Carina Herrstedt on stage with Sweden Democrat leader Jimmie Åkesson at the Almedalen festival in 2015. Photo: Scanpix
Sweden's Aftonbladet newspaper on Saturday published a private email sent by Carina Herrstedt, the party’s deputy vice chairman, in which she joked that a local football team should hire a roster of multicultural and sexually diverse players.
“First you get a couple of Jews, because under law it is forbidden to persecute them,” the joke began. “You strengthen the team with a negro, a Chinaman and and an Indian, because they’re more colourful. At the rear, you recruit two gays, to have more force from behind. As the goalie you deploy a 40-year-old nun, because she hasn’t let anything in for 40 years. As reserve goalie, you get a gypsy, because they take absolutely everything!”.
The latest scandal comes just two days after a recording was released of the party’s finance spokesman Oscar Sjöstedt laughing as he told an anecdote about working in an abattoir with Germans who kicked dead sheep, joking that they were “the Jews”.
It also comes after week when another MP, Anna Hagwall, called for a reduction in the influence of the family-owned media group Bonnier AB, whose owners are Jewish, writing in an email to Aftonbladet newspaper that “no family, ethnic group, or company should be allowed to control more than 5 percent of the media.”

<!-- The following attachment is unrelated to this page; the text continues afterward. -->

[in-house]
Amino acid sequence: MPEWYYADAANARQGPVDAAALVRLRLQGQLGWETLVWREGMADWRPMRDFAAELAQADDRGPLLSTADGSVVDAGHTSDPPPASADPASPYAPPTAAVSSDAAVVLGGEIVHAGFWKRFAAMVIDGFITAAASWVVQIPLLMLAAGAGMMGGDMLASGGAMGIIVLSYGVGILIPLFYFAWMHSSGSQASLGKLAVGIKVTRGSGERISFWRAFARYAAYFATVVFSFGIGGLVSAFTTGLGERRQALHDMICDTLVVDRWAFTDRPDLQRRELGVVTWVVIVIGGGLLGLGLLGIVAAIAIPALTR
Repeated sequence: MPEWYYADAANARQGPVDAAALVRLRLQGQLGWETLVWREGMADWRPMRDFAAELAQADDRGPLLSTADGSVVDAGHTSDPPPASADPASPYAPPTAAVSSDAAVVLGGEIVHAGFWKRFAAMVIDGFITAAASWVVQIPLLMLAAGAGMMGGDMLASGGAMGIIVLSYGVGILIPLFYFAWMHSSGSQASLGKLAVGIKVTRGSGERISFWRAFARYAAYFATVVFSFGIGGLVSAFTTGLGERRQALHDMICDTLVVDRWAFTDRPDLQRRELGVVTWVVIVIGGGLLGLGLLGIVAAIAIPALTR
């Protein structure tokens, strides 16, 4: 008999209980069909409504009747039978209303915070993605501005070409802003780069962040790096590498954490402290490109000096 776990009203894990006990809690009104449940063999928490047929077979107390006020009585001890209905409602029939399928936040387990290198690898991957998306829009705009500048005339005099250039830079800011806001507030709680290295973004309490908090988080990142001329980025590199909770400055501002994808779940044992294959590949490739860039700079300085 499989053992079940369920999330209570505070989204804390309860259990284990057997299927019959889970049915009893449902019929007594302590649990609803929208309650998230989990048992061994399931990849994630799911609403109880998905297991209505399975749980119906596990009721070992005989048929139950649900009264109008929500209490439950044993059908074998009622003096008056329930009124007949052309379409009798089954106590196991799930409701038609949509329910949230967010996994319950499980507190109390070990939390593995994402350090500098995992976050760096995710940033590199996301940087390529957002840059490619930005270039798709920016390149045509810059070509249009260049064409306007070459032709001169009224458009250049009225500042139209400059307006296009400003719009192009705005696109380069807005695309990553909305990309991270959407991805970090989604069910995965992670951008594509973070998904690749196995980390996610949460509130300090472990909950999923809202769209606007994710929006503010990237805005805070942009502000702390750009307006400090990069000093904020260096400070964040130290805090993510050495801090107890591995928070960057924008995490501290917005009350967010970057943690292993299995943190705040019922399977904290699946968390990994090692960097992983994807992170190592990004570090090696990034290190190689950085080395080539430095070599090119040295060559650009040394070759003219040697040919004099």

Swedish Prime Minister Stefan Löfven told the Aftonbladet newspaper that the string of recent scandals “said it all” about the party.
“That's what we've said all along, that this is a party with Nazi and racist roots. But it's not just that they have these roots, it is there in the here and now,” he said.
“That a member of parliament from the SD submits a motion on media policy based on anti-Semitic propaganda, that says it all,” he continued. “And that the economic policy spokesperson, SD's candidate for finance minister, is standing and cheering and laughing at anecdotes about Nazis kicking animals and referring to Jews, it also says everything.”
Herrstedt defended the email, arguing that she had found it on the internet and had sent it ironically.
“I think it is a little bit funny, that's that’s obviously why I sent it,” Herrstedt told Aftonbladet. “If you want to, you can read the irony in it.”
She argued that as the joke was sent in a private email, it had should have no bearing on the Sweden Democrats or her role in the party.
“I haven’t joked like this within the Sweden Democrats, but with my ex-partner. What the party has to do with this, I do not understand.”